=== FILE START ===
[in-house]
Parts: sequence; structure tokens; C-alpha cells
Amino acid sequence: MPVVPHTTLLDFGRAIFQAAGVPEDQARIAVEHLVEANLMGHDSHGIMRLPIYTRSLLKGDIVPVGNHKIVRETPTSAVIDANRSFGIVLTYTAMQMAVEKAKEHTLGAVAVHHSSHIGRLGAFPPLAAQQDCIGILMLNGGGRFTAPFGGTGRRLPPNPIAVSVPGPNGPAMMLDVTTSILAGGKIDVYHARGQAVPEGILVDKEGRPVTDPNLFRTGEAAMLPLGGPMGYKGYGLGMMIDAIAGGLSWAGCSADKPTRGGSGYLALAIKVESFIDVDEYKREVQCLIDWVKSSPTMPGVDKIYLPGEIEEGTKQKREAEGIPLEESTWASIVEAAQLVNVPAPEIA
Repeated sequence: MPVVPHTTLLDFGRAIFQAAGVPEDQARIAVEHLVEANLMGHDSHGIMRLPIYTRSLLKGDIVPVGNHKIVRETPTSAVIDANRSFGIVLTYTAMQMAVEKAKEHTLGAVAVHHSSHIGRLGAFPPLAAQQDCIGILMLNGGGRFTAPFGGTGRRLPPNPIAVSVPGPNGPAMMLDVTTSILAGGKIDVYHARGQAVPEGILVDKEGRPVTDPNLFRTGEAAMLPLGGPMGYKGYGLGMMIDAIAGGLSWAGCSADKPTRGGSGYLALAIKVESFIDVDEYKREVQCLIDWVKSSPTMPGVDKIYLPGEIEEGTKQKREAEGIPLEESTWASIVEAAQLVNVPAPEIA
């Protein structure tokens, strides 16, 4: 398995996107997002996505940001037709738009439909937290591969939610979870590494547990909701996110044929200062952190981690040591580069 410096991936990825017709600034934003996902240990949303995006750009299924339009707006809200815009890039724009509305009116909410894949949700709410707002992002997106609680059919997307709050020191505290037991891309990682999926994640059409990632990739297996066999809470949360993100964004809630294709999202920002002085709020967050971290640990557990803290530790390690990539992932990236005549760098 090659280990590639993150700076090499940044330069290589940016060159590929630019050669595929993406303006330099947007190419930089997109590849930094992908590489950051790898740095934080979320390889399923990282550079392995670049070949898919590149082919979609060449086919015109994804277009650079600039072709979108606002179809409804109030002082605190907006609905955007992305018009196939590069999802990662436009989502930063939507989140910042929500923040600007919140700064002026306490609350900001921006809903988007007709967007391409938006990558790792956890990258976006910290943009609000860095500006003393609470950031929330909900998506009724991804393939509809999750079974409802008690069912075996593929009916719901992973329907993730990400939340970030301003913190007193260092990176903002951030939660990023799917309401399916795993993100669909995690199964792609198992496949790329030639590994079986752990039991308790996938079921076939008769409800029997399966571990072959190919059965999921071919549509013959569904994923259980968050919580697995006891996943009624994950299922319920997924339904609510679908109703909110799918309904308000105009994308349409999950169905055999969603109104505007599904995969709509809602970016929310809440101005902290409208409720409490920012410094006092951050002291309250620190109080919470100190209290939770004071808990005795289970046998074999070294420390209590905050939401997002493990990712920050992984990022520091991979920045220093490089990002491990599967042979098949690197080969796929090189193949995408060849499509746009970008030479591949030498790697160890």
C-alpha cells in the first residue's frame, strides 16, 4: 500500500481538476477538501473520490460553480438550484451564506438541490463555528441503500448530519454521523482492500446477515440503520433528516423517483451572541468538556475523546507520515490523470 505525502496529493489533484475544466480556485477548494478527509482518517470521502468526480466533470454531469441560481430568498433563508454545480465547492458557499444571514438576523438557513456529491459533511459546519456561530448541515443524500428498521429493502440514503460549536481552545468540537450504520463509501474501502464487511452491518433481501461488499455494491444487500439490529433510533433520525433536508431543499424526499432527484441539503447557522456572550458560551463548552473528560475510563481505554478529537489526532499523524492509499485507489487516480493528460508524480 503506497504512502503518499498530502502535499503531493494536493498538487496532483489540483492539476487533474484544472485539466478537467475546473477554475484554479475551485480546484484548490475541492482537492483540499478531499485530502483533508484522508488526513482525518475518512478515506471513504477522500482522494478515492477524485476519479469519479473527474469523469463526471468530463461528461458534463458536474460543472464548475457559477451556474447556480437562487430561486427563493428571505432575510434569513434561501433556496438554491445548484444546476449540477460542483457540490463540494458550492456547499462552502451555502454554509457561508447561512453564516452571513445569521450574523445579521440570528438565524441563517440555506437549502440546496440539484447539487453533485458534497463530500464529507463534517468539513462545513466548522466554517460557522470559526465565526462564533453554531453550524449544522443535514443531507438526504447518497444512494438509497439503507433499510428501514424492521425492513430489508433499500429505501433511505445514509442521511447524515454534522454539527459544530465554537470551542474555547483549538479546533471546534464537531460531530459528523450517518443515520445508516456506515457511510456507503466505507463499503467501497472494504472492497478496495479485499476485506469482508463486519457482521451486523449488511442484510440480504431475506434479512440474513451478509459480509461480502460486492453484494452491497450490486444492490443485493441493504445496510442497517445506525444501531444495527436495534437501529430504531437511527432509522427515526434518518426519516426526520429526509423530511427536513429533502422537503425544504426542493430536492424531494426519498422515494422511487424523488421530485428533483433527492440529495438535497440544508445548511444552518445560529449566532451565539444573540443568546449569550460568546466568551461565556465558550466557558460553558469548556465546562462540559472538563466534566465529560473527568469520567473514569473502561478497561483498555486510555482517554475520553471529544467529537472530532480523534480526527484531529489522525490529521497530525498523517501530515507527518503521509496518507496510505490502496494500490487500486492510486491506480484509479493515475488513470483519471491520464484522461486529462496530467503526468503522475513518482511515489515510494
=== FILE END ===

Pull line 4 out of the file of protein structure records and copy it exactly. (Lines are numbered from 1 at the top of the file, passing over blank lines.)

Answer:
Repeated sequence: MPVVPHTTLLDFGRAIFQAAGVPEDQARIAVEHLVEANLMGHDSHGIMRLPIYTRSLLKGDIVPVGNHKIVRETPTSAVIDANRSFGIVLTYTAMQMAVEKAKEHTLGAVAVHHSSHIGRLGAFPPLAAQQDCIGILMLNGGGRFTAPFGGTGRRLPPNPIAVSVPGPNGPAMMLDVTTSILAGGKIDVYHARGQAVPEGILVDKEGRPVTDPNLFRTGEAAMLPLGGPMGYKGYGLGMMIDAIAGGLSWAGCSADKPTRGGSGYLALAIKVESFIDVDEYKREVQCLIDWVKSSPTMPGVDKIYLPGEIEEGTKQKREAEGIPLEESTWASIVEAAQLVNVPAPEIA